How To Use
Letter Stamps For Leather

By Bob Sherman

letter stamping exampleOne of the most popular types of stamps are alphabet and number stamp sets used for personalizing leather projects. These are commonly used for names, initials, troop and pack numbers, and so forth.

These stamps are designed for ease of use and when used properly will provide straight, properly spaced text. If used incorrectly the results are usually less pleasing.

Letter and numeral stamps are sized by the height. So a 3/4 inch letter is 3/4 inch tall. The width is determined by the correct spacing and the letter so widths are generally not provided in product descriptions. Several type faces are available, so choose one that suits your design best. For this demonstration I used a standard 3/4 inch leather typeface.

Each set will have individual stamps with an interchangeable handle included. Smaller sets sometimes include numbers as well, however on most sets numbers need to be purchased separately. The full selection of letter and number stamp sets may be found here.

Stamping sets are made of plated metal and with care will last a lifetime.

  1. Never hit stamps with a metal mallet or hammer. This will chip the plating and make them rust easier. Use of a wood, rawhide, or polymer mallet is essential to preserve your stamps.
  2. Never use stamps on anything but leather.
  3. Never put stamps away wet.
  4. Always store stamps in a dry area.
  5. Avoid dropping stamps whenever possible.

IMPORTANT! - Individual replacement letters are not available for most letter / number styles so don't lose any.

Basic Stamping Instructions
It is much easier to show the process than to write about it so please read through the following before proceeding.

letter stamp Direction
In order to stamp writing correctly it is necessary to have all of your letters aligned properly. Every letter and number stamp has an alignment mark on the top or side of the tool.

The letter or number will match the stamp and be positioned on the side that is the bottom of the letter. In this example our B stamp has a small B on top. Note that on smaller stamp sets this mark will usually be on the edge of the stamp.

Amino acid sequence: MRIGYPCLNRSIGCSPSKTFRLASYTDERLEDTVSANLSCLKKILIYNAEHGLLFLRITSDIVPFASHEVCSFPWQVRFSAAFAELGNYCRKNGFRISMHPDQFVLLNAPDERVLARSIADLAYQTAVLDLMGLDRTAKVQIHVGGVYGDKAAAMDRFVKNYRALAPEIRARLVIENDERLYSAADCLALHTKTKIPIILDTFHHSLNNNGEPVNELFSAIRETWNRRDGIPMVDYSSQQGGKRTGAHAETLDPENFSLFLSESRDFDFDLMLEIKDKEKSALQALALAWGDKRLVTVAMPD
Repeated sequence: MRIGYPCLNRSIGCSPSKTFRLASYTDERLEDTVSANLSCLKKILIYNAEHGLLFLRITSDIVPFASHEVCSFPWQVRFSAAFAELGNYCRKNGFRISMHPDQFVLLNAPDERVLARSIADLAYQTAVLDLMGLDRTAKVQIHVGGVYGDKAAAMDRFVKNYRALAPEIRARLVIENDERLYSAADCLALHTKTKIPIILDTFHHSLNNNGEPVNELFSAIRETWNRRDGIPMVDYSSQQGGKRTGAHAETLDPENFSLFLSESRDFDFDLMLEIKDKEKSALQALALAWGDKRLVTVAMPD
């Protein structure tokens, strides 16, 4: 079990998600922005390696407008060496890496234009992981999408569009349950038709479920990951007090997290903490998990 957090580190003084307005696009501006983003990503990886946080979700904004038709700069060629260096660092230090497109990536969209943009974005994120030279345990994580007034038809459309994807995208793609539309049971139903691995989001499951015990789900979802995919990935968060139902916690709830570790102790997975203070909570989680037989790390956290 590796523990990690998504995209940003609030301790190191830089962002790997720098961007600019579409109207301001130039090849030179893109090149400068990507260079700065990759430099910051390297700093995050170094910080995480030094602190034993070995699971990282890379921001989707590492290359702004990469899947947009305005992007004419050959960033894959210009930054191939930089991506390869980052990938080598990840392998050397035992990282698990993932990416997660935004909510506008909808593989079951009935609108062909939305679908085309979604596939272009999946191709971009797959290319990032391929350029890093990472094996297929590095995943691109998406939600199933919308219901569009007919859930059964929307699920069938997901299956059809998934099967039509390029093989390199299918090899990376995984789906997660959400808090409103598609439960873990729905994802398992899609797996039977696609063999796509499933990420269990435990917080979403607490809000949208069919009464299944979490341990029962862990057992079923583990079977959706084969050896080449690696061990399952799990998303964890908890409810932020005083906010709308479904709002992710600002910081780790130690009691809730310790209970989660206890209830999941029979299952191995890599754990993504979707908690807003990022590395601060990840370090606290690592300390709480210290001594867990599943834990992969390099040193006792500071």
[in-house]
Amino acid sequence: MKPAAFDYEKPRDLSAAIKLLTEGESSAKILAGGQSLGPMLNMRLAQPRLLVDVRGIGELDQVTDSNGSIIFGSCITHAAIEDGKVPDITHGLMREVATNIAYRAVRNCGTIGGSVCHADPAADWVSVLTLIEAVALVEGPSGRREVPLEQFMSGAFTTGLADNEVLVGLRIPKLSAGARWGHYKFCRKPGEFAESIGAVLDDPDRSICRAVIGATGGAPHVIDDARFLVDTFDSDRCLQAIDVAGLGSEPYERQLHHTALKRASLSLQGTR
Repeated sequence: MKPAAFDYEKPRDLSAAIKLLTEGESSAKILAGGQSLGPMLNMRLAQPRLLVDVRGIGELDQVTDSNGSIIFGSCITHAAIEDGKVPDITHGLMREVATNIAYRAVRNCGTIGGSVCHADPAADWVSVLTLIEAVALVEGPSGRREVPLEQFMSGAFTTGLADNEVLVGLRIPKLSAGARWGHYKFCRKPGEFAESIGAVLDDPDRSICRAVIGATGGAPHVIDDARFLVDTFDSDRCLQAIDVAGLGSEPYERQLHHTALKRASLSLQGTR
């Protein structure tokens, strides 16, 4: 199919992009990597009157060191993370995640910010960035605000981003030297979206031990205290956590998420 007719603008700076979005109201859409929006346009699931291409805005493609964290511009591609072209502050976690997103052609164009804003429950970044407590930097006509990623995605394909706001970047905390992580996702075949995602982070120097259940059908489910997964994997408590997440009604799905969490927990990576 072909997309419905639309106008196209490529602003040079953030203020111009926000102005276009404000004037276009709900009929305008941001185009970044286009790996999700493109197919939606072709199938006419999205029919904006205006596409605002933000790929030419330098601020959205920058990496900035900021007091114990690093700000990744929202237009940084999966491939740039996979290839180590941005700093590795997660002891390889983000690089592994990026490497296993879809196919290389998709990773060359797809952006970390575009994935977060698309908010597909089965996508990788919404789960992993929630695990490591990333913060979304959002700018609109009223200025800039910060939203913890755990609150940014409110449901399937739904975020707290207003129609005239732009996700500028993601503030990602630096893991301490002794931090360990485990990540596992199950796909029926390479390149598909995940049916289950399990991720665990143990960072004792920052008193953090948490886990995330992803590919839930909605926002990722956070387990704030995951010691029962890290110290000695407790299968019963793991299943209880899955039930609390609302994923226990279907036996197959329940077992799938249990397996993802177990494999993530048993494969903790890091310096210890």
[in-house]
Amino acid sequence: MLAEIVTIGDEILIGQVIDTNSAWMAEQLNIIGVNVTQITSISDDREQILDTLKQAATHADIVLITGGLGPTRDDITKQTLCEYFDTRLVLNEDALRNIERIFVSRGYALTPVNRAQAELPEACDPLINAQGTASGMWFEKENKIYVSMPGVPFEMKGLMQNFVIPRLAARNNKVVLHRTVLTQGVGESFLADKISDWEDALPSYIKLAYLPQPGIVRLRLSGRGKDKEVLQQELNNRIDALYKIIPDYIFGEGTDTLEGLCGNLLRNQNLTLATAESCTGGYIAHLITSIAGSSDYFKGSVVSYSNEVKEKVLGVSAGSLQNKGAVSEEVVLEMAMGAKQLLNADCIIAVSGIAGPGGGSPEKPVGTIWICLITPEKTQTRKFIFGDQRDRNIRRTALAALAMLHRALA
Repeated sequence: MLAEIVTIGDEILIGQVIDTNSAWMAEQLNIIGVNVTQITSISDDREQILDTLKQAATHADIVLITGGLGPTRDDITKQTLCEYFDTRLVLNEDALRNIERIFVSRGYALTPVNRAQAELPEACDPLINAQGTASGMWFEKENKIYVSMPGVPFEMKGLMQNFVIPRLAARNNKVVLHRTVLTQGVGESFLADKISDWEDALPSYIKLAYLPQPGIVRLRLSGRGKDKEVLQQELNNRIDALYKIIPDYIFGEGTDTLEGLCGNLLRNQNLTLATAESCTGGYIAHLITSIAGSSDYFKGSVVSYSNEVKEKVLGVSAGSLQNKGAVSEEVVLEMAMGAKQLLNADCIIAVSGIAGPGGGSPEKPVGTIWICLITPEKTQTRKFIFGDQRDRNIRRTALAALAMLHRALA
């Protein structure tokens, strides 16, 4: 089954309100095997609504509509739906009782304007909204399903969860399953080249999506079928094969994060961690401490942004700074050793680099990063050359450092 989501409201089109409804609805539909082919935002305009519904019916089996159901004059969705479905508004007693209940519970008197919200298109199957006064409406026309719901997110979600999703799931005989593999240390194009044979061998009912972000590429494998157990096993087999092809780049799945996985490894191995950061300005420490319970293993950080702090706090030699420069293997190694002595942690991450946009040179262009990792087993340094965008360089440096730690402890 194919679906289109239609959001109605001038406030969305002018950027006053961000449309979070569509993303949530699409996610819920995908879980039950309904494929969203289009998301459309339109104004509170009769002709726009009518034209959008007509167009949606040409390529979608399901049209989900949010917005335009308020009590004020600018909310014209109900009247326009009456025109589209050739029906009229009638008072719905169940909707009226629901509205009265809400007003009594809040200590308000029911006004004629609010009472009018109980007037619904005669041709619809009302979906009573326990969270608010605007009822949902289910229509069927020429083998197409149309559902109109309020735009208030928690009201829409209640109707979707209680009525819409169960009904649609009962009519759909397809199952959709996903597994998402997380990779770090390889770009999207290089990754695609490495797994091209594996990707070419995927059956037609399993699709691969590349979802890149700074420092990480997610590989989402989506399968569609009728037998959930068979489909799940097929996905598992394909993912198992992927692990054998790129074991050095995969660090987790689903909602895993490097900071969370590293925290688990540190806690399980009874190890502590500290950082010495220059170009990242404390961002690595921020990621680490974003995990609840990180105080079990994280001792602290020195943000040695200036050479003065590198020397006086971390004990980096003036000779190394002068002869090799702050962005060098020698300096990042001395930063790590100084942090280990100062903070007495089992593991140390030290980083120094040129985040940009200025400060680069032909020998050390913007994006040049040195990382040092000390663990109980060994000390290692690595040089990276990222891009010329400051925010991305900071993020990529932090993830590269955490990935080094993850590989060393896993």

This is particularly important for letters like Q which will look odd if not aligned correctly, but if you develop the habit of always positioning the marked edge to your base line then your letters will always face the correct direction.

Begin Stamping
Once your leather is properly cased, align your first letter and stamp the impression. It may take repeated blows with the mallet to get a good impression, just make sure the tool does not shift between blows.

Letter and number stamps are designed to be self spacing. This means that if the stamps touch at the edge, you will have perfect spacing.

Whenever possible, leave the previous letter in its impression and align the next stamp touching it as shown.

If you need to repeat a letter (such as BB), mark where the stamp ends before moving it.

Repeat Until Done
Continue aligning and stamping until your writing is complete.


Before Stamping, layout and measure the writing to make sure it will fit the desired area.

Centering the writing looks best in most cases.

A straighter line may be obtained by marking the baseline of the stamps before beginning.

Using a Background tool such as A98 to matt down around each letter adds depth.

Using a Background tool such as A98 to matt down inside the letters gives an inverted carving look.

There are special tools called letter bevelers that simplify matting the outside edge of standard letter sets If you do this a lot, consider tools Z780, Z781, Z782.

If you have leather carving skills, consider cutting the outline with a swivel knife then using a beveling tool for even more depth.

Letter sets are simple to use once the proper technique is learned.

Disclaimer: The information presented here is accurate to the best of my knowledge and common leather working practices as of the time of this writing. This article was originally published to the internet in June 2009 and has been modified and republished in April 2012. The author and the publisher accept no liability for the use or misuse of any of the information presented in this article. This article is presented for informational purposes and is used at your own risk.

Author: Bob Sherman

Publisher: Bobby's Craft Boutique Inc.

This article is provided free of charge for use.

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